God’s almighty power is in no way arbitrary: “In God, power, essence, will, intellect, wisdom, and justice are all identical. Nothing therefore can be in God’s power which could not be in his just will or his wise intellect.”
The quotation is from the Summa of Thomas. The original reads thus:
[I]n Deo est idem potentia et essentia et voluntas et intellectus et sapientia et iustitia. Unde nihil potest esse in potentia divina, quod non possit esse in voluntate iusta ipsius, et in intellectu sapiente eius. (STh I, 25, 5, ad 1)
I would translate as follows:
In God, power, being, will, intelligence, wisdom and justice are one and the same, such that nothing can exist by divine power that cannot exist in virtue of the just will of same, and in his sapient intelligence.
Thomas affirms that God can do nothing that is incompatible with his justice, will, and wisdom. With the further proviso that God’s will coincides with God’s love – that is, that God’s will, too, is in no way arbitrary - a definition of the impassibility of God adjusted to the biblical witness is in hand.
On this view, the unchanging initiative of God, while autonomous by definition and resolved upon by God in aseity from all else and all others, gives rise nevertheless to a history in which change serves precisely to maintain unchanged the original initiative.
If this is true, it is not necessarily helpful to speak of biblical God-talk of divine anger, repentance, and sadness as no more than "metaphorical" ways of speaking about a God who is never angry, never repents, and is never sad.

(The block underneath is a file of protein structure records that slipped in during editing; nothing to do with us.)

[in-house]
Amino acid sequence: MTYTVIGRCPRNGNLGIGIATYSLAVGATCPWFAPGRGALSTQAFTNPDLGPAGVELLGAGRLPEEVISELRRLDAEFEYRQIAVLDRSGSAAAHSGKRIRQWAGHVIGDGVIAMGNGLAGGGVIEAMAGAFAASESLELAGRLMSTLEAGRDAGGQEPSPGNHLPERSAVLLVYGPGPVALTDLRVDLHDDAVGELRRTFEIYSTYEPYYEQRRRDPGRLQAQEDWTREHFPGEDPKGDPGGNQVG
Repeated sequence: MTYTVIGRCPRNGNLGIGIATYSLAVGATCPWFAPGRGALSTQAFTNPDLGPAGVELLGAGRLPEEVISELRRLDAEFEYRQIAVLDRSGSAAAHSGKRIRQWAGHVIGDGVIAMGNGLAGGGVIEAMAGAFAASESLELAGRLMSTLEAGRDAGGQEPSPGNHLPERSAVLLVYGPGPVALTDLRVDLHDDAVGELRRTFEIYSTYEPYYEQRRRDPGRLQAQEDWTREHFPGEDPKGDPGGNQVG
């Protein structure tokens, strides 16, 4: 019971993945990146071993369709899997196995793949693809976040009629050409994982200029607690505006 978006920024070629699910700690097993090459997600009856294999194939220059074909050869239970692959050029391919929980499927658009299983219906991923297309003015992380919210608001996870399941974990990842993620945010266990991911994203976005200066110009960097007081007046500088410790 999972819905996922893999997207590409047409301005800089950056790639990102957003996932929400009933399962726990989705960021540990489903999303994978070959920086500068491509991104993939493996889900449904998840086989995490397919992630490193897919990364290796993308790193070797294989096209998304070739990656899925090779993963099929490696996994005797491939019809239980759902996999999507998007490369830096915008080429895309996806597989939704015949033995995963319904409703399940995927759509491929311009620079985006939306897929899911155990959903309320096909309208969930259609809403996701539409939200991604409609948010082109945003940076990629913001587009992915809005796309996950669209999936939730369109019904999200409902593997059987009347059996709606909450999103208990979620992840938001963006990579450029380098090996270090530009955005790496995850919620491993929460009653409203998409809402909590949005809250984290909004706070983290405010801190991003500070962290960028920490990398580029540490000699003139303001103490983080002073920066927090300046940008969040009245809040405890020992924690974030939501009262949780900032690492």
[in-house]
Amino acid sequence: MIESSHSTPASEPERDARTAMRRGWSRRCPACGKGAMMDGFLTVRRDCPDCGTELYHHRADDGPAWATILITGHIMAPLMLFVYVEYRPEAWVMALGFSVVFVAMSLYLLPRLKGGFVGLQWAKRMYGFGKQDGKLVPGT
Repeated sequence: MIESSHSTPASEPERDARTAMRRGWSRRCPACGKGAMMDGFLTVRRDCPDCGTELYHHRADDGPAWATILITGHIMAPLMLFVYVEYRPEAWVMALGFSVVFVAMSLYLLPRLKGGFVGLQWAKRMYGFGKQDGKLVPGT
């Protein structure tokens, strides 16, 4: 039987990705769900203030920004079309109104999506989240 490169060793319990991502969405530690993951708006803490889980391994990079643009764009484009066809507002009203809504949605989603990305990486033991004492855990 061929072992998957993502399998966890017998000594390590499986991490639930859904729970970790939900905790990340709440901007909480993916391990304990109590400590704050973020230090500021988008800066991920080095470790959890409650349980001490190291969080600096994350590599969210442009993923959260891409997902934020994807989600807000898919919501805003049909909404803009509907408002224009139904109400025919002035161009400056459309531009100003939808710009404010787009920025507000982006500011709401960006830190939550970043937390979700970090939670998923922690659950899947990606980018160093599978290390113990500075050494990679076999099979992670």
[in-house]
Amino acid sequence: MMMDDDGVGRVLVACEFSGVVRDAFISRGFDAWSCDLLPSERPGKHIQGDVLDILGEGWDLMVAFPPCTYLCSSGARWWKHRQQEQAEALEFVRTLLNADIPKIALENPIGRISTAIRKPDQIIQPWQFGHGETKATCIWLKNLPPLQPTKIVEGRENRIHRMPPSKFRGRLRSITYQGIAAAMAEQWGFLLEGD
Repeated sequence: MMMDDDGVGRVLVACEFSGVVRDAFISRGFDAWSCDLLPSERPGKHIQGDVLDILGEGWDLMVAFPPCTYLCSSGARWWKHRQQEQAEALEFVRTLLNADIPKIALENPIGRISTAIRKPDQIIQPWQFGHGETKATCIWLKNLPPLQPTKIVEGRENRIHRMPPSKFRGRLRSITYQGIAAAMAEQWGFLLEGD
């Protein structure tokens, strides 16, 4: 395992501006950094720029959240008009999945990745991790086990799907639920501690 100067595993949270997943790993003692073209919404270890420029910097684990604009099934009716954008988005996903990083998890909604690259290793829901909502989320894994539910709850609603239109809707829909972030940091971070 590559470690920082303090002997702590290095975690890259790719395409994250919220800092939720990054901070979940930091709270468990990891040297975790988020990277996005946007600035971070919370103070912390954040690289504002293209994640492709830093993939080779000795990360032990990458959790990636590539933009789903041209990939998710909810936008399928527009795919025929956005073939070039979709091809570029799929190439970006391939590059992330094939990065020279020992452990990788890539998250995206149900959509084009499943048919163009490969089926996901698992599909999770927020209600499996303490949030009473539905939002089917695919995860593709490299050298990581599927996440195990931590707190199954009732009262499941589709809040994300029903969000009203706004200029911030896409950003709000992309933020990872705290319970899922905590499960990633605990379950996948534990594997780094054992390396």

The same Catholic catechism speaks of hatred, aversion, fear, and anger in positive, not just negative terms, as if it were a heresy to think that it is possible not to do so. Part of a larger essay on passions and the moral life, paragraph 1765 notes the following:
The apprehension of evil causes hatred, aversion, and fear of the impending evil; this movement ends in sadness at some present evil, or in the anger that resists it.
Said passions, it might be added, are salutary to the extent that they originate in a right comprehension of justice, love, and wisdom. Regardless of whether one is Catholic or not, it can be affirmed that the catechism’s paragraphs 1767-1770 contain valuable insights.
Jewish and Christian discourse describes God, in whom it is thought we live and move and have our being, who is justice, love, and wisdom in perfect unity, as one who regrets evil and resists it with all due animosity. At the same time, it is often asserted that God is incorporeal and subject in no sense to goings-on in a temporal horizon. Tension-filled synthesis has always characterized the best Jewish and best Christian theology; both are ongoing enterprises in the 21st century. The fact is of interest to theologians, a-theologians, and anti-theologians alike.
The trigger for this short essay: Doug Chaplin's reflections on the first of the 39 articles of the Church of England (here). Doug responds to this post here, and to further online discussion on the topic of divine (im)passibility here (note comment thread). Lactantius, an early defender of divine passibility, is the subject of a recent dissertation by a University of Southern California classicist, Kristina Ann Meinking: Anger Matters: Politics and Theology in the Fourth Century CE (pdf here). A quote of interest: "With an appropriate object and when it is employed for the sake of justice, anger has a fitting place, unlike the mere desire for revenge on account of which the Stoics (argues Lactantius) view anger as a negative attribute" (103).